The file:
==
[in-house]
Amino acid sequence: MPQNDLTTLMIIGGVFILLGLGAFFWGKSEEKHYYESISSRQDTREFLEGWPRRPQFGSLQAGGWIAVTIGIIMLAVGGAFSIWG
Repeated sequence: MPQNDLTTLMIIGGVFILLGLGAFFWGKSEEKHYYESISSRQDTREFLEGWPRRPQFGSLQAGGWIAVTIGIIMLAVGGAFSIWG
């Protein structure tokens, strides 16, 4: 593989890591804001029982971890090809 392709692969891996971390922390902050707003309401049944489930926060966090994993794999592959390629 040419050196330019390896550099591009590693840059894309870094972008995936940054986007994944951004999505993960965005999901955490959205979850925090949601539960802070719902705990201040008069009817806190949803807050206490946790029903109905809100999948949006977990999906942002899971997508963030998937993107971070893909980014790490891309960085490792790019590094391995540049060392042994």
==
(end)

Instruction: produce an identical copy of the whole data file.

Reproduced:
[in-house]
Amino acid sequence: MPQNDLTTLMIIGGVFILLGLGAFFWGKSEEKHYYESISSRQDTREFLEGWPRRPQFGSLQAGGWIAVTIGIIMLAVGGAFSIWG
Repeated sequence: MPQNDLTTLMIIGGVFILLGLGAFFWGKSEEKHYYESISSRQDTREFLEGWPRRPQFGSLQAGGWIAVTIGIIMLAVGGAFSIWG
């Protein structure tokens, strides 16, 4: 593989890591804001029982971890090809 392709692969891996971390922390902050707003309401049944489930926060966090994993794999592959390629 040419050196330019390896550099591009590693840059894309870094972008995936940054986007994944951004999505993960965005999901955490959205979850925090949601539960802070719902705990201040008069009817806190949803807050206490946790029903109905809100999948949006977990999906942002899971997508963030998937993107971070893909980014790490891309960085490792790019590094391995540049060392042994």